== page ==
The land meant for papaya cultivation must be well-protected from strong winds and must not get waterlogged easily during rains. In case of strong winds, there must be windbreaks around the land. The seeds are first sown in nurseries and the seedlings are transplanted to the main field after about 6-8 weeks of growth.
Before transplantation, pits of dimensions 50cm X 50cm X 50cm are dug a month and filled with farm yard manure, organic waste and soil. 2-3 seedlings are transplanted per pit. When the plants start flowering only one plant per pit should be kept. In order to avoid weeds, hoeing is done regularly for the first year. Once the plants start flowering, only 10% male plants are kept scattered in the orchard while the rest are removed.
Intercropping in Papaya Cultivation in India
Papaya is intercropped with crops like coconut, peanut, Pineapple, jackfruit, coffee, etc. in India. They are also planted as fillers for litchi, guava and mango. This is mainly because they stay in the field for 2-3 years. In case papaya is cultivated in the entire orchard, then vegetables like garlic, turnip, onionn, cauliflower etc. are grown for the first year. However, no crops are cultivated alongside after the first year since competition for nutrition is likely at later stages.
Frost Protection in Papaya Farming in India
Since papaya is sensitive to frost, in North India, papaya cultivation must have adequate frost protection. Frost occurs during the months from December to February. Generally, planting is done before the onset of winter. In addition, the plants are covered by thatching around them with polythene bags of the plant size. The bags must have air holes punched in them on the upper side. This is for the first winter. The next year, gunny bags can be used to wrap the plant around the fruit and at the apex.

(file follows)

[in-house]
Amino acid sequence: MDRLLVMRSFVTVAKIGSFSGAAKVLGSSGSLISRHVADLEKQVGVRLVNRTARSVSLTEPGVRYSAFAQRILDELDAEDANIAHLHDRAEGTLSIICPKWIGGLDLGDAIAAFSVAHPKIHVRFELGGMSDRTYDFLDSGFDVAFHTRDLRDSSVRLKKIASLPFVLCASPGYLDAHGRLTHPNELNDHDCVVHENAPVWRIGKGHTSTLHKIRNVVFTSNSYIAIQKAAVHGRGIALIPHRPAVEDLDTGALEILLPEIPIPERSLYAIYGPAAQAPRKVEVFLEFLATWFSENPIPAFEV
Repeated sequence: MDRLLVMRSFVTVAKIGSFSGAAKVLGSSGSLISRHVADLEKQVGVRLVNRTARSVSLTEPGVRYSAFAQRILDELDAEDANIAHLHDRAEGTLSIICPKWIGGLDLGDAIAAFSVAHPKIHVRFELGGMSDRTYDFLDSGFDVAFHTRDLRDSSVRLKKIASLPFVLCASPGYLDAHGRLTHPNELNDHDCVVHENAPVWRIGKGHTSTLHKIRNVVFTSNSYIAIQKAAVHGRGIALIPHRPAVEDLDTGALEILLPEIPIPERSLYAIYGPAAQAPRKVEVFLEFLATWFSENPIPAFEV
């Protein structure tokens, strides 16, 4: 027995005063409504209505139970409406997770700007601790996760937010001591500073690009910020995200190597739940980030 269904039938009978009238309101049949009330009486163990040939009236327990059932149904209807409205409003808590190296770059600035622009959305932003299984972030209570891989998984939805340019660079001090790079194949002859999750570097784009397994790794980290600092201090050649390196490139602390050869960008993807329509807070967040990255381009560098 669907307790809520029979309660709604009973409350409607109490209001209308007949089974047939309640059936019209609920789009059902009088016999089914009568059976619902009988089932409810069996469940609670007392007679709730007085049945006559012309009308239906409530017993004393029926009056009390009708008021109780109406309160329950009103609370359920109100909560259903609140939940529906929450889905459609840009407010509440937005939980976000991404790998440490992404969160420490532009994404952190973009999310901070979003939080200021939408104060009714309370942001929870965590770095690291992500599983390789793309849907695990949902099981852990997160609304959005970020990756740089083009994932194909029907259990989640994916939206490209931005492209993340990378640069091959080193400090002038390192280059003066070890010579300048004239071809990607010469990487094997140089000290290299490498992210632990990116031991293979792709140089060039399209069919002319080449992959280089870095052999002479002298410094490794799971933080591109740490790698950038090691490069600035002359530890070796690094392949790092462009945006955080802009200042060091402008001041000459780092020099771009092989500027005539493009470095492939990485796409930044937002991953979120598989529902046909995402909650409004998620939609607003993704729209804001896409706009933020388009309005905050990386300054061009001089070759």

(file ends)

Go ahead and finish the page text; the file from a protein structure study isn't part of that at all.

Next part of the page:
Diseases in Papaya Plantation
The main diseases that affect papaya crop are anthracnose, powdery mildew, stem rot and damping off.
Aphids, red spider mite, stem borer, fruit flies, grey weevils and grasshoppers are the insects attacking papaya plants. Destroying the infected part and spraying prophylactic spray like 0.3% dimethoate would help control them.
When the fruits are fully grown and start developing a tinge of yellow color at the apex, it is time to harvest them. Another indication of harvesting time is the latex. Once the latex start turning watery instead of being milky, the fruits must be harvested. Not all papaya varieties turn yellow on ripening. Some turn yellow while others remain green even when fully ripe.
The economic life of papaya lasts for a maximum of 4 years. However, farmers do not extend its life beyond 2-3 years as from the 3rd yes production decreases. Good farm management and timely care can increase papaya production to a great degree.
At the time of harvest, papayas must not suffer any injuries or blemishes. These can cause a risk of fungal contamination. In that case the fruits would start decaying quickly thus reducing their market value. Since they are perishable fruits, each individual papaya must be wrapped separately in paper and then placed in wooden crates. The crates must be filled with straw, sawdust and other such soft material to protect the papayas from transportation injuries.
Papaya cultivation does not require too much hard work. It is a versatile crop and can be cultivated for vegetables, fruits and latex, even the dry leaves has market value as raw material for medicine